Zhu, who is the interlocutor of the Dalai Lama's Envoys in the so-called Beijing-Dharamsala negotiations, argues that China must change some aspects of its present political and educational system in order to achieve 'national cohesion'.
He wants a discussion on this issue to take place at the upcoming National People's Congress and Chinese People's Political Consultative Conference annual meetings in March.
Zhu raises the possibility of abolishing special privileges and preferential policies offered to minority nationalities, taking the nationality name off all IDs cards and passports and removing nationality names from provinces.
Does it mean that autonomy will be deleted from the Constitution in the name of promoting a 'greater cohesion'?
Let us not forget that China's State Council published in 2005 a White Paper on Regional Autonomy for Ethnic Minorities in China
The White Pater states: "The People's Republic of China is a united multi-ethnic state founded jointly by the people of all its ethnic groups. So far, there are 56 ethnic groups identified and confirmed by the Central Government."
Zhu was probably directed by Party's higher-up to write this essay.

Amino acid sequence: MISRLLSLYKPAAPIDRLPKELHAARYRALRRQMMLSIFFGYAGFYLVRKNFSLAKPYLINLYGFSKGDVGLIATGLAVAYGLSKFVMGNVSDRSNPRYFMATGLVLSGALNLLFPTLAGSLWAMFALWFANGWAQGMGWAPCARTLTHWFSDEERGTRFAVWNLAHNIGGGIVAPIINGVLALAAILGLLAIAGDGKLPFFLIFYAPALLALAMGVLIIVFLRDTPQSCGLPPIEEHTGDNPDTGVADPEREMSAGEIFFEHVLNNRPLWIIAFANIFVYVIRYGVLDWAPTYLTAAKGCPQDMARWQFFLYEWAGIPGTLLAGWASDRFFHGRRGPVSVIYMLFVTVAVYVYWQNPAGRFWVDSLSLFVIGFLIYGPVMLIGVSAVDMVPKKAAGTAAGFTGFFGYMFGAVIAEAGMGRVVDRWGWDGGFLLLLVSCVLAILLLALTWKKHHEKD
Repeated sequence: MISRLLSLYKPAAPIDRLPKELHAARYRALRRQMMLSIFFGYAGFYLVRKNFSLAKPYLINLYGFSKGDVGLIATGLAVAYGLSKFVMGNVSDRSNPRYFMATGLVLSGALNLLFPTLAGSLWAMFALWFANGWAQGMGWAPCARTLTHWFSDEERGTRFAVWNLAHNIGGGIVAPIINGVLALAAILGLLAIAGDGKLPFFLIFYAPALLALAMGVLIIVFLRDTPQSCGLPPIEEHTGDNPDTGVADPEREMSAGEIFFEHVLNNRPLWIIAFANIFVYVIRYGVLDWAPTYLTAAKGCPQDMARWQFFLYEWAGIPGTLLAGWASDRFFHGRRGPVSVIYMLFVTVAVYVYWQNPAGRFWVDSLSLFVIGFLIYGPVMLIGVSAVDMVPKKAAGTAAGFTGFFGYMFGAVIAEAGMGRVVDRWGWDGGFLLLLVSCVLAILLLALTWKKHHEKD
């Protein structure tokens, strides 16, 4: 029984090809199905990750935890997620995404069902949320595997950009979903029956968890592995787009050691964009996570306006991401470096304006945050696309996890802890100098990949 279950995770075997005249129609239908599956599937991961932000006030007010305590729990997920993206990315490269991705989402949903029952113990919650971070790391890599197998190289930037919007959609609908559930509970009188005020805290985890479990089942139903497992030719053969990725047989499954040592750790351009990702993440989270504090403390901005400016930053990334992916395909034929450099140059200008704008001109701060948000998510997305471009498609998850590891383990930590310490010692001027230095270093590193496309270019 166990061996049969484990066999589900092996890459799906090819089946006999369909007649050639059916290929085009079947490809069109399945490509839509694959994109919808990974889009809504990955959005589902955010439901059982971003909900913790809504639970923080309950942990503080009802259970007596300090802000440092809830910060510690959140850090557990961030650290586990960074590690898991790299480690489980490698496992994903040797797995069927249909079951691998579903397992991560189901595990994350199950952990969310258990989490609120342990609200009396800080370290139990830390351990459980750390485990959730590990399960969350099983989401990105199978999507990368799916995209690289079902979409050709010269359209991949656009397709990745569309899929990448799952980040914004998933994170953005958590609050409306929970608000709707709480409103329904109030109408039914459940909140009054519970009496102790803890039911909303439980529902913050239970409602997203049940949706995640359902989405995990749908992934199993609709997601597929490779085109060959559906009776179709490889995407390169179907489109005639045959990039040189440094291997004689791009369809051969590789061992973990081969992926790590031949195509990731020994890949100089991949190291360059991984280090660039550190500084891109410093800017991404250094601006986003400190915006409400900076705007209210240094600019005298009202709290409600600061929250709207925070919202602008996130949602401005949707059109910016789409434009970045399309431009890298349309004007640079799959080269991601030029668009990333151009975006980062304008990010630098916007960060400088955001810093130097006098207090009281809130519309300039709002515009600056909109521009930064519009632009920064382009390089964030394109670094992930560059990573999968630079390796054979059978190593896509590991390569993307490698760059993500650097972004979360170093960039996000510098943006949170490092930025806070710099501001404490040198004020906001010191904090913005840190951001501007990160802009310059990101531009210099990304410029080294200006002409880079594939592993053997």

This should cause serious worries to the Tibetans.
In 2008, the Dalai Lama's Envoys had given a Memorandum to Mr Zhu; and a year later, they presented a Note on the Memorandum.
On his return to India, the Dalai Lama's Special Envoy, Lodi Gyari declared:
We first arrived in Changsha, capital of Hunan Province, on January 26, 2010. Before beginning our programmes there, we formally presented to the Central United Front Work Department, a Note relating to the Memorandum on Genuine Autonomy for All Tibetans that we had given during the previous eighth round of dialogue in November 2008. The Note contained seven points that addressed the fundamental issues raised by the Chinese leadership during the eighth round and some constructive suggestions for a way forward in the dialogue process. The seven points include respecting sovereignty and territorial integrity of the PRC, respecting the Constitution of the PRC, respecting the “Three Adherences,” respecting the hierarchy and authority of the Chinese Central Government, Concerns raised by the Central Government on specific competencies referred to the Memorandum, recognising the core issue, and offering His Holiness the Dalai Lama’s cooperation for a mutually beneficial solution.Zhu Weiqun had already rejected the Memorandum during a Press Conference: